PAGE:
5. Transact Only Inside the Bank with Authorized Bank Personnel
Do not hesitate to ask personnel to present an ID and always ask for proof of your transactions.

6. Be Informed about PDIC Deposit Insurance
PDIC guarantees deposits up to P500,000 per depositor. Investment products, fraudulent accounts, laundered money and deposit products from unsafe and unsound banking practices are not covered by insurance.

7. Be Cautious
Simply walk away from offers that are too good to be true. Generally, excessively high interest rates carry more risks. Please refer to the Bangko Sentral ng Pilipinas (Central Bank of the Philippines) Circular 640 for more information.

Source:
Be a Wise Saver: A PDIC Campaign for Safe and Responsible Banking

Philippine Deposit Insurance Corporation
4th-10th Floors, SSS Bldg., Ayala Avenue. Cor. V.A. Rufino St., Makati City
Tel: (632) 841-4000
Website: www.pdic.gov.ph

PDIC Depositors Assistance Bureau
4/F, SSS Bldg., Ayala Avenue. Cor. V.A. Rufino St., Makati City
Tel: (632) 841-4630/31


Image above courtesy of:

Ten Commandments for Senior Citizens

Our church’s Outreach Ministry gave a tribute to elders and disabled members recently. They treated us to the Manila Ocean Park, Kulturang Pinoy, and at the SM Mall of Asia. After the activity, they gave the each elder a copy of “Ten Commandments for Senior Citizens”.

I thought of sharing it here on my blog for senior citizens who might be able to drop by this blog and for the children who might be taking care of their aging parents or relatives. It could help them understand aging better.

However, the following are just opinions of its author (whom the copy where I have taken it has not revealed). You might not agree with all of it and I don’t write it as gospel truth but I believe that we can benefit from analyzing and reflecting on its practical ideas.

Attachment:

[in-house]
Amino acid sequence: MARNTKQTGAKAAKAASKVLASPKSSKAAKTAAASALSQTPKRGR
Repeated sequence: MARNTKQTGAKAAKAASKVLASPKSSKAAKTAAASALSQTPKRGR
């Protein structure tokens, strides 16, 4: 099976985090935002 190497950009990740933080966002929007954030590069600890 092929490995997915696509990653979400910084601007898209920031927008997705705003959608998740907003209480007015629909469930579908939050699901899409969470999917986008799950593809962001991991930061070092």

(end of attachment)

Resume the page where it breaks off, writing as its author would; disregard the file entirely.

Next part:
Here it is:

1.       Face and accept the reality of getting old, its consequences and the limitations, which growing old brings. Act and behave your age. Quit fooling yourself by trying to look like you were in your youth.
2.       Focus on enjoying people, not on indulging in or accumulating material things.
3.       Plan to spend what you have saved, you deserve to enjoy the few healthy years you have left. Travel if you can afford it. Don’t leave anything for your children or loved ones to quarrel about. By leaving anything, you may even cause more trouble when you are gone.
4.       Live in the here and now, not in the yesterdays and tomorrows. It is only today that you can handle. Yesterday is gone, tomorrow may not even happen.
5.       Enjoy your grandchildren (if you are blessed with any) but don’t be their full time baby-sitter. You have no moral obligation to take care of them. Don’t have any guilt about refusing to baby sit anyone’s kid, including your own grandkids. You parental obligation is to your children. After you have raised them into responsible adults, your duties of child-rearing and babysitting ends. Let your children raise their own offspring.
6.       Accept physical weakness, sickness and other physical pains. It is a part of the aging process. Enjoy whatever your health can allow.
7.       Enjoy what you are and what you have right now. Stop working hard for what you do not have. If you do not have them, it’s probably too late.
8.       Just enjoy your life with your spouse, children, grandchildren, and friends. People who truly love you for who you are and not what you have. Anyone who loves you for what you have will only give you misery.
9.       Forgive and accept forgiveness. Forgive yourself and others. Enjoy peace of mind and soul.
10.    Befriend death. It’s a natural part of the cycle of life. Don’t be afraid of it. Death is the beginning of a new and better life. So, prepare yourself not for death but for a new life.

If I may add one more,

11.    Spend the rest of your days serving the Lord, your God. Delight yourself in God and He will give you the desires of your heart.